time element uses the
datetime attribute for the data value, and that’s what we’ll grab. Let’s make a new field: “postdate_ymd”.
- Create a new field called “postdate_ymd”.
- Target the same CSS selector as before:
.article_pub-datebut add the
timeelement into the mix, so it looks like this:
- Add an attribute filter, and put in
datetime, then Save.
Voilà! We have the Y-m-d datetime value now.
We’ve extracted almost all values we need now – but all this only applies to the first page of the author profile. If you scroll down to the bottom, you’ll notice some pagination links. Does this mean we’ll have to issue a custom API call to each page, then concatenate the extracted values manually? Of course not, that would be tedious. Diffbot’s API is smart enough to recognize paging patterns when it sees them, so all we need to do is tell it where the “next page” link is, and it will take care of things for us. In fact, it’s so smart it’ll actually automatically merge the contents of all the pages it finds, and apply our extraction rules to the final merged page.
To activate automatic pagination with Diffbot’s Custom API, we need to define a new field and call it “nextPage”.
- Create a new field (global, outside collections) called “nextPage”
- Scroll down to the bottom and click the next page link (>>)
- Add an attribute filter for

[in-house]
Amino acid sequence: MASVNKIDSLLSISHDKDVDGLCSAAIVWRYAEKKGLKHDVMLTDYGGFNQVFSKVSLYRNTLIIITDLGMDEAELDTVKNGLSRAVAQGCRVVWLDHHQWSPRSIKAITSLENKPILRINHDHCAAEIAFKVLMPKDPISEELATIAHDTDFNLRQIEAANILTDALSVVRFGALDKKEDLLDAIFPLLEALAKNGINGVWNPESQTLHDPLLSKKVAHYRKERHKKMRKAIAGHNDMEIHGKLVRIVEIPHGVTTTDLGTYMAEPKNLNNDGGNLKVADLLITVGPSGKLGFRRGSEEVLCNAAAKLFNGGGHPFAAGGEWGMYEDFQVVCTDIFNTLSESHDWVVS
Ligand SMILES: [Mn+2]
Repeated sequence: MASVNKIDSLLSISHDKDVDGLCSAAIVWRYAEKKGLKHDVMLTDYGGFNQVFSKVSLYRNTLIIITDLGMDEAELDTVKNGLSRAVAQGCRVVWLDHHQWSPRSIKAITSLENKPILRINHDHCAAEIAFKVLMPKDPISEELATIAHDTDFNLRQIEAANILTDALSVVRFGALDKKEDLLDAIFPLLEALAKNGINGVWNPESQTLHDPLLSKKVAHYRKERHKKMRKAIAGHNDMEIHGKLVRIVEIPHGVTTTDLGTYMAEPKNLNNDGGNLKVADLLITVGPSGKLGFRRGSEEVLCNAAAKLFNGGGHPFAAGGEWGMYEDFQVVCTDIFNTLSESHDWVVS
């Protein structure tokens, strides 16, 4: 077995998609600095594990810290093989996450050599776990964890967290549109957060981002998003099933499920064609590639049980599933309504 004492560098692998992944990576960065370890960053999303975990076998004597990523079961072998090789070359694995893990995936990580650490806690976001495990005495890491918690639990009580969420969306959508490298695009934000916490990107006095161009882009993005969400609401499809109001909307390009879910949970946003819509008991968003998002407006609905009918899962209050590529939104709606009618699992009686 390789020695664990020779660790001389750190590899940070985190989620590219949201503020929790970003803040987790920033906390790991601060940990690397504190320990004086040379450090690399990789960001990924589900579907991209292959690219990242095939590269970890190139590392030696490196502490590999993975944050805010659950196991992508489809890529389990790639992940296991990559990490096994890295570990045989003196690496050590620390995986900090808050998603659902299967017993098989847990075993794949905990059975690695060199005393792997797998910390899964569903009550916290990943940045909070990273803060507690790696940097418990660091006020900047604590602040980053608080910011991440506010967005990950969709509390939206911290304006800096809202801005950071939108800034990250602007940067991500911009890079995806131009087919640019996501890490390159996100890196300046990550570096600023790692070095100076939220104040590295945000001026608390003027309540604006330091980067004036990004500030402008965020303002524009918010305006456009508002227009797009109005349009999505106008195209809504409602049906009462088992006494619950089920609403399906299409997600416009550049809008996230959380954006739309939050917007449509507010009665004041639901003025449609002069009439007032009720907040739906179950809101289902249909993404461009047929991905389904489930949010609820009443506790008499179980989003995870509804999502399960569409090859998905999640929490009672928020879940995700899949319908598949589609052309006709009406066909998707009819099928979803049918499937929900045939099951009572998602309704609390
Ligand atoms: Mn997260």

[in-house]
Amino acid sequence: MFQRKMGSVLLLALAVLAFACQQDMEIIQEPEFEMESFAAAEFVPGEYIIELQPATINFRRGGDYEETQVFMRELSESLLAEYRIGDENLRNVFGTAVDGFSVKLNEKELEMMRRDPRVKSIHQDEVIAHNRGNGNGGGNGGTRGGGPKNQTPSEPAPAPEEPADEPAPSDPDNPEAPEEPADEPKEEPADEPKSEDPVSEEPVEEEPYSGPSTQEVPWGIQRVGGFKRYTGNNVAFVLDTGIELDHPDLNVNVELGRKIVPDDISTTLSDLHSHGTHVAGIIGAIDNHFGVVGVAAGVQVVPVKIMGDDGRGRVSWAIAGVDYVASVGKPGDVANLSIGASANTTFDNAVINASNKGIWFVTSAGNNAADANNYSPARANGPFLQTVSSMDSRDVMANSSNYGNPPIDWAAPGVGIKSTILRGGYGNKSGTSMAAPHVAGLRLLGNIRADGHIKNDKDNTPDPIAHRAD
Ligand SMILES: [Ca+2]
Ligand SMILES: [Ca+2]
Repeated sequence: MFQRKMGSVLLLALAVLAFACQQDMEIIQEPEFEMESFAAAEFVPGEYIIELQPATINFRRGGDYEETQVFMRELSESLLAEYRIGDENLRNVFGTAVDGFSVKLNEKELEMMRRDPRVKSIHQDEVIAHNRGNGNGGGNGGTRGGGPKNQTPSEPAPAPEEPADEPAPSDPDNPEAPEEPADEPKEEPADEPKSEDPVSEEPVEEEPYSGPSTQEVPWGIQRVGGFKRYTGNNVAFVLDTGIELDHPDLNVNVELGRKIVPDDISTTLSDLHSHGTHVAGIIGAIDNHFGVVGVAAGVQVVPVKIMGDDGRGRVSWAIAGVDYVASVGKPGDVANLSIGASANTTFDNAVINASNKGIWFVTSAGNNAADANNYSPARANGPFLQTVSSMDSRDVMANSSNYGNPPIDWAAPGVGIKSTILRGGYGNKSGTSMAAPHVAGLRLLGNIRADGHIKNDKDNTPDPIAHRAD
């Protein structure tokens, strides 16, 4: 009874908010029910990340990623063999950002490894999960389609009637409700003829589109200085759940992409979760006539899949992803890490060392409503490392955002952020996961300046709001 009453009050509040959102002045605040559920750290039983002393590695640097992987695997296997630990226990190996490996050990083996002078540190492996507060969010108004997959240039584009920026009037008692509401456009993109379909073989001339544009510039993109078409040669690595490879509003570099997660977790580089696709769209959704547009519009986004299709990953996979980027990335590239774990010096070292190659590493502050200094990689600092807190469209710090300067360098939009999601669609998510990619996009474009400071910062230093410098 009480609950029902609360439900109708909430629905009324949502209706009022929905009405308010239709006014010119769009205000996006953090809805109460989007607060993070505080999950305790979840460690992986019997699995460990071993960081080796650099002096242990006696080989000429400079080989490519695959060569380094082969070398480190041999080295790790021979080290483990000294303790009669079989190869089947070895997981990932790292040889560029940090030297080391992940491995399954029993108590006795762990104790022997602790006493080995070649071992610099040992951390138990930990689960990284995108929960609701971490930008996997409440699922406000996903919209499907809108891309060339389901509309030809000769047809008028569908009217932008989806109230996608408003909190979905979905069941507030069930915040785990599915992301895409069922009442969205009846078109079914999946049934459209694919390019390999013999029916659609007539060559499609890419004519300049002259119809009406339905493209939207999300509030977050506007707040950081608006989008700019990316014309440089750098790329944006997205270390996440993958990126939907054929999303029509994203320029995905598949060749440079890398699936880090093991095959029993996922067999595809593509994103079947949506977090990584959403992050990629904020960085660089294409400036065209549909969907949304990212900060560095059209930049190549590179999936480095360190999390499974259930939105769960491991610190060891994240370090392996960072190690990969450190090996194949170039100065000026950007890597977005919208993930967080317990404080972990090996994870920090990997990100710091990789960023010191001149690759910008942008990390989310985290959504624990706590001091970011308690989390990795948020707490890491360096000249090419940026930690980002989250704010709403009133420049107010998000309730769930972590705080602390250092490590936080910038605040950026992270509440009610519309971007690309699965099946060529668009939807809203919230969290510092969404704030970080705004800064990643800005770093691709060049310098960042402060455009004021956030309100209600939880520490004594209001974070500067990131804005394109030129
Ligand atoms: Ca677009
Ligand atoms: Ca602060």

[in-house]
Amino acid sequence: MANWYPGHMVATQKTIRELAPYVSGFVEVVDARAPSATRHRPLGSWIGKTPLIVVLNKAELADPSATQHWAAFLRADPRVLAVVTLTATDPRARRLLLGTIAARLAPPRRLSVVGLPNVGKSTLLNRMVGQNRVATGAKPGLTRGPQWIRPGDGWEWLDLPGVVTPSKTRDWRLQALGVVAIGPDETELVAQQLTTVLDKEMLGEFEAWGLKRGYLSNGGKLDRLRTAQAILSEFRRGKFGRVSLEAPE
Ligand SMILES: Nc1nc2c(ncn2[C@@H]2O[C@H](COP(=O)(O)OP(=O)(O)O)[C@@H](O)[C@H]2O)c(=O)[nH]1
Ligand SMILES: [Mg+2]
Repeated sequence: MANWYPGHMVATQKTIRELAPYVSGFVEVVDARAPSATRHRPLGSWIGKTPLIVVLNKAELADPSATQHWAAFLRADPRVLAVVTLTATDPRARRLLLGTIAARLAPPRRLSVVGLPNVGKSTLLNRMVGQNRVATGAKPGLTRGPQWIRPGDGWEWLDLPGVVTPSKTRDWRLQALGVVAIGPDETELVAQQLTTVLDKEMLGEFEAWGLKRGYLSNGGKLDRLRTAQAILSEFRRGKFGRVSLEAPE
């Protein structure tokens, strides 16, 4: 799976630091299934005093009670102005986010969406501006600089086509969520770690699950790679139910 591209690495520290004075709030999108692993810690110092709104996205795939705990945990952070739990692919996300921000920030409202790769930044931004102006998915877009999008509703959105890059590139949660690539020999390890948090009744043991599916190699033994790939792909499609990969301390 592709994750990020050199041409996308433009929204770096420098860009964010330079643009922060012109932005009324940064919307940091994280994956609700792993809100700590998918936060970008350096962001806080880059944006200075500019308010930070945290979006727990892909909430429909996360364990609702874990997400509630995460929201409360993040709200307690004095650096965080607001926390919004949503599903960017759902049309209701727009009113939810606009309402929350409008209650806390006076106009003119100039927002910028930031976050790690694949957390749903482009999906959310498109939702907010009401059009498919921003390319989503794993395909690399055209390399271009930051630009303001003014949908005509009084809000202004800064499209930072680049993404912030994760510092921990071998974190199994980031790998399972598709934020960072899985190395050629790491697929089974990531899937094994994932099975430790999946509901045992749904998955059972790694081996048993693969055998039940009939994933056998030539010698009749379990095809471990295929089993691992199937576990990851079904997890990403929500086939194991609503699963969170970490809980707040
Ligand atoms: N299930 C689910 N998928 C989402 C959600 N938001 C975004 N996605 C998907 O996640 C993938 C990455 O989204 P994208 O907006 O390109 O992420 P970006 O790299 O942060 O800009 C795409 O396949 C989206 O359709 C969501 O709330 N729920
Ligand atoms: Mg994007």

Once you save and the result reloads, you should have the full set of posts at your disposal. If you look at the JSON output, you’ll see the
numPages property, and the entire set should be much bigger than what you were used to up until now while testing on the first page only. You should also get the set of “nextPages” – all the pages it could automatically deduce as those following the first one:
In this post, we looked at website crawling with Diffbot – a bot that visually extracts data from rendered pages. We used it to harvest the name, bio and all the post links of a SitePoint author, and to automatically paginate through the results. By calling the API URL regularly, as in
http://diffbot.com/api/AuthorFolio?token=xxxxxxxxx&url=https://www.sitepoint.com/author/bskvorc/, we can get the results in a pure JSON format, ready for consumption by other apps. In a followup article, we’ll look at some more advanced techniques for avoiding repetition of collections while paginating, and we’ll add more specific domain rules. Stay tuned!
Questions? Comments? Post them below!
Bruno is a blockchain developer and technical educator at the Web3 Foundation, the foundation that's building the next generation of the free people's internet. He runs two newsletters you should subscribe to if you're interested in Web3.0: Dot Leap covers ecosystem and tech development of Web3, and NFT Review covers the evolution of the non-fungible token (digital collectibles) ecosystem inside this emerging new web. His current passion project is RMRK.app, the most advanced NFT system in the world, which allows NFTs to own other NFTs, NFTs to react to emotion, NFTs to be governed democratically, and NFTs to be multiple things at once.